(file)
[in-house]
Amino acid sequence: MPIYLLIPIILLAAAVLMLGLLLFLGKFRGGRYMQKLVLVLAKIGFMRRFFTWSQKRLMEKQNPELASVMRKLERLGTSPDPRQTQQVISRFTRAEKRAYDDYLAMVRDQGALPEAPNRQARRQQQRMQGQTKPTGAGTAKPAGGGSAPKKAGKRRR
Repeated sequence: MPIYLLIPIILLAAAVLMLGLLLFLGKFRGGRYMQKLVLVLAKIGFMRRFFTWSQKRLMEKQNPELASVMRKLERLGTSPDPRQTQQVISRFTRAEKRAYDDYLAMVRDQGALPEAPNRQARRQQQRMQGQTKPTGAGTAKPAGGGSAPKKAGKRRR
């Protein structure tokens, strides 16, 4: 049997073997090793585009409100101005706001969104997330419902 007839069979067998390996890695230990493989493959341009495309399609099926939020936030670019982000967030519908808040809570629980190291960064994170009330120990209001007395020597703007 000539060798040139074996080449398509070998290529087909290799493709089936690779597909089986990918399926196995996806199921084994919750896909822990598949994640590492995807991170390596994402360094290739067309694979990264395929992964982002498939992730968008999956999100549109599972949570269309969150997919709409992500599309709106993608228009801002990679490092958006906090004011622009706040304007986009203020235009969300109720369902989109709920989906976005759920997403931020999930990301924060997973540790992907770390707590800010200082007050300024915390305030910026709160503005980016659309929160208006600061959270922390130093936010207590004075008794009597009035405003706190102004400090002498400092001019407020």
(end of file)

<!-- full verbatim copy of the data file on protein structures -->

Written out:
[in-house]
Amino acid sequence: MPIYLLIPIILLAAAVLMLGLLLFLGKFRGGRYMQKLVLVLAKIGFMRRFFTWSQKRLMEKQNPELASVMRKLERLGTSPDPRQTQQVISRFTRAEKRAYDDYLAMVRDQGALPEAPNRQARRQQQRMQGQTKPTGAGTAKPAGGGSAPKKAGKRRR
Repeated sequence: MPIYLLIPIILLAAAVLMLGLLLFLGKFRGGRYMQKLVLVLAKIGFMRRFFTWSQKRLMEKQNPELASVMRKLERLGTSPDPRQTQQVISRFTRAEKRAYDDYLAMVRDQGALPEAPNRQARRQQQRMQGQTKPTGAGTAKPAGGGSAPKKAGKRRR
């Protein structure tokens, strides 16, 4: 049997073997090793585009409100101005706001969104997330419902 007839069979067998390996890695230990493989493959341009495309399609099926939020936030670019982000967030519908808040809570629980190291960064994170009330120990209001007395020597703007 000539060798040139074996080449398509070998290529087909290799493709089936690779597909089986990918399926196995996806199921084994919750896909822990598949994640590492995807991170390596994402360094290739067309694979990264395929992964982002498939992730968008999956999100549109599972949570269309969150997919709409992500599309709106993608228009801002990679490092958006906090004011622009706040304007986009203020235009969300109720369902989109709920989906976005759920997403931020999930990301924060997973540790992907770390707590800010200082007050300024915390305030910026709160503005980016659309929160208006600061959270922390130093936010207590004075008794009597009035405003706190102004400090002498400092001019407020």